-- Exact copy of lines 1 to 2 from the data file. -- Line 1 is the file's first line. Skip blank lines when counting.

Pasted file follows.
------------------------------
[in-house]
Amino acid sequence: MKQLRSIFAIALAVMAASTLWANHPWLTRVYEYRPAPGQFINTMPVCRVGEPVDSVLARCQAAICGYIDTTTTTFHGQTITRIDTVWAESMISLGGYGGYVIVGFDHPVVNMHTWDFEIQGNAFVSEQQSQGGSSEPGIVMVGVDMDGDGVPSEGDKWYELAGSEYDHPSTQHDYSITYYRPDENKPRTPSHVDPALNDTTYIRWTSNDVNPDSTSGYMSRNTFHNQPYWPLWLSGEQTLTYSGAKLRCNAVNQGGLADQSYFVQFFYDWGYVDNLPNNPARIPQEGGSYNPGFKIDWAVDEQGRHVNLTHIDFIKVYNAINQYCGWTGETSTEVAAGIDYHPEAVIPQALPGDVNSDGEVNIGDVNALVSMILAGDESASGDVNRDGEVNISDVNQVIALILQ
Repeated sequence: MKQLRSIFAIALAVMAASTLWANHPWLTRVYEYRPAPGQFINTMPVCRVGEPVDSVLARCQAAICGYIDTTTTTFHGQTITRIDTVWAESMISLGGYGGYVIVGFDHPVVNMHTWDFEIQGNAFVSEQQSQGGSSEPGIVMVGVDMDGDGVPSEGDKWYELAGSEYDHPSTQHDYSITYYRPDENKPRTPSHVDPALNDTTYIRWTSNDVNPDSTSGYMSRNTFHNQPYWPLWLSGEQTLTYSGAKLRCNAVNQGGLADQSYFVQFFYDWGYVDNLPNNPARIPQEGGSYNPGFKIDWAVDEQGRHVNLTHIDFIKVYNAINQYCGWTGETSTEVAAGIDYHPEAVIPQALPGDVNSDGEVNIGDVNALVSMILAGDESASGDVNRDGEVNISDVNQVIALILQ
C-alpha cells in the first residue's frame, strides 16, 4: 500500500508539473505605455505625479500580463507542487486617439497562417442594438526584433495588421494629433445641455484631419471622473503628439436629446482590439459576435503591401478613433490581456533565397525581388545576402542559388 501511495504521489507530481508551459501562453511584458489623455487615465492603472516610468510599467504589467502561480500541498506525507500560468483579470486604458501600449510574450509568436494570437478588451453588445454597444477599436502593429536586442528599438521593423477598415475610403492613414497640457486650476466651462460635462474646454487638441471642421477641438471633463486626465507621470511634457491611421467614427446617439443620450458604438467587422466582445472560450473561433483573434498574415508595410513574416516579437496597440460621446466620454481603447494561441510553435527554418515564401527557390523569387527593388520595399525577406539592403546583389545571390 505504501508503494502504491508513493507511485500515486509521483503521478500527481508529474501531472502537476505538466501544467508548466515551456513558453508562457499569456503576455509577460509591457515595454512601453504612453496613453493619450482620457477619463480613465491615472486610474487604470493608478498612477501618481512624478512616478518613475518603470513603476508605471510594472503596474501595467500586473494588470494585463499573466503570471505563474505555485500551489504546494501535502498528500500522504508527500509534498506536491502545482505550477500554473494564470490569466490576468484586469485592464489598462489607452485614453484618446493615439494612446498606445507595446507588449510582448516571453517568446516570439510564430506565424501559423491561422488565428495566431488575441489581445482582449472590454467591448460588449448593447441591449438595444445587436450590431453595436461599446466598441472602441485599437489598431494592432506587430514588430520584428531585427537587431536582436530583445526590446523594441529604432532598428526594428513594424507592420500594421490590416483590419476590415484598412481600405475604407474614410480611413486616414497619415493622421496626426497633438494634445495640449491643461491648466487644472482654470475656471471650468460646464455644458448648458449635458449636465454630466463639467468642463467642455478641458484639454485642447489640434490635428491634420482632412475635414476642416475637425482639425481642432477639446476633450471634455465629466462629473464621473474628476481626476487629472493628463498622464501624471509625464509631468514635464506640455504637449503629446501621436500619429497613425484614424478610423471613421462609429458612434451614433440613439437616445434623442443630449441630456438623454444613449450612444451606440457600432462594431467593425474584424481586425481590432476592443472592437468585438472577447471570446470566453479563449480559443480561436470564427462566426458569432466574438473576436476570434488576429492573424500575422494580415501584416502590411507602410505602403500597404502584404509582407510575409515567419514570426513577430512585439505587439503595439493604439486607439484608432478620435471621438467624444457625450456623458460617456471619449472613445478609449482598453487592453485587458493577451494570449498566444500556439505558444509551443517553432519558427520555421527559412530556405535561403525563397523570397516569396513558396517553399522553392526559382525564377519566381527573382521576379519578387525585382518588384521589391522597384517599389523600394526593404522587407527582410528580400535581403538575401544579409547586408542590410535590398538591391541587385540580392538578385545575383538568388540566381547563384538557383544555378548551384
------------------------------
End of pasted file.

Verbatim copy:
[in-house]
Amino acid sequence: MKQLRSIFAIALAVMAASTLWANHPWLTRVYEYRPAPGQFINTMPVCRVGEPVDSVLARCQAAICGYIDTTTTTFHGQTITRIDTVWAESMISLGGYGGYVIVGFDHPVVNMHTWDFEIQGNAFVSEQQSQGGSSEPGIVMVGVDMDGDGVPSEGDKWYELAGSEYDHPSTQHDYSITYYRPDENKPRTPSHVDPALNDTTYIRWTSNDVNPDSTSGYMSRNTFHNQPYWPLWLSGEQTLTYSGAKLRCNAVNQGGLADQSYFVQFFYDWGYVDNLPNNPARIPQEGGSYNPGFKIDWAVDEQGRHVNLTHIDFIKVYNAINQYCGWTGETSTEVAAGIDYHPEAVIPQALPGDVNSDGEVNIGDVNALVSMILAGDESASGDVNRDGEVNISDVNQVIALILQ